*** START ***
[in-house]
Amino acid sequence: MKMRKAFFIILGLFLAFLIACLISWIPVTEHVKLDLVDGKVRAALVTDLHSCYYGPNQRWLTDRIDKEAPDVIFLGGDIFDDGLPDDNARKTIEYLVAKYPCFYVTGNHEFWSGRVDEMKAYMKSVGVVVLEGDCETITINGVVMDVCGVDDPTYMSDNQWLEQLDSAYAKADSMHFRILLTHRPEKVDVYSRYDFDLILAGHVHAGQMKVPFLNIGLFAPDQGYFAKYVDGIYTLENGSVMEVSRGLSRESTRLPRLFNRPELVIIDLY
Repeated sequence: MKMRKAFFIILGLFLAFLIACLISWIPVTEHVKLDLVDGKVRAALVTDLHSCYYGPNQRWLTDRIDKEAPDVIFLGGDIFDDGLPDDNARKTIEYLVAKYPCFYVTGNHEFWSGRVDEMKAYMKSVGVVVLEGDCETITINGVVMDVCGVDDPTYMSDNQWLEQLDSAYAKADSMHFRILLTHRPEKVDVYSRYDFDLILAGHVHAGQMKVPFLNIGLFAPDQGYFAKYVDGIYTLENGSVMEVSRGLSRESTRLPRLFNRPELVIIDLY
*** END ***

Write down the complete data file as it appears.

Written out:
[in-house]
Amino acid sequence: MKMRKAFFIILGLFLAFLIACLISWIPVTEHVKLDLVDGKVRAALVTDLHSCYYGPNQRWLTDRIDKEAPDVIFLGGDIFDDGLPDDNARKTIEYLVAKYPCFYVTGNHEFWSGRVDEMKAYMKSVGVVVLEGDCETITINGVVMDVCGVDDPTYMSDNQWLEQLDSAYAKADSMHFRILLTHRPEKVDVYSRYDFDLILAGHVHAGQMKVPFLNIGLFAPDQGYFAKYVDGIYTLENGSVMEVSRGLSRESTRLPRLFNRPELVIIDLY
Repeated sequence: MKMRKAFFIILGLFLAFLIACLISWIPVTEHVKLDLVDGKVRAALVTDLHSCYYGPNQRWLTDRIDKEAPDVIFLGGDIFDDGLPDDNARKTIEYLVAKYPCFYVTGNHEFWSGRVDEMKAYMKSVGVVVLEGDCETITINGVVMDVCGVDDPTYMSDNQWLEQLDSAYAKADSMHFRILLTHRPEKVDVYSRYDFDLILAGHVHAGQMKVPFLNIGLFAPDQGYFAKYVDGIYTLENGSVMEVSRGLSRESTRLPRLFNRPELVIIDLY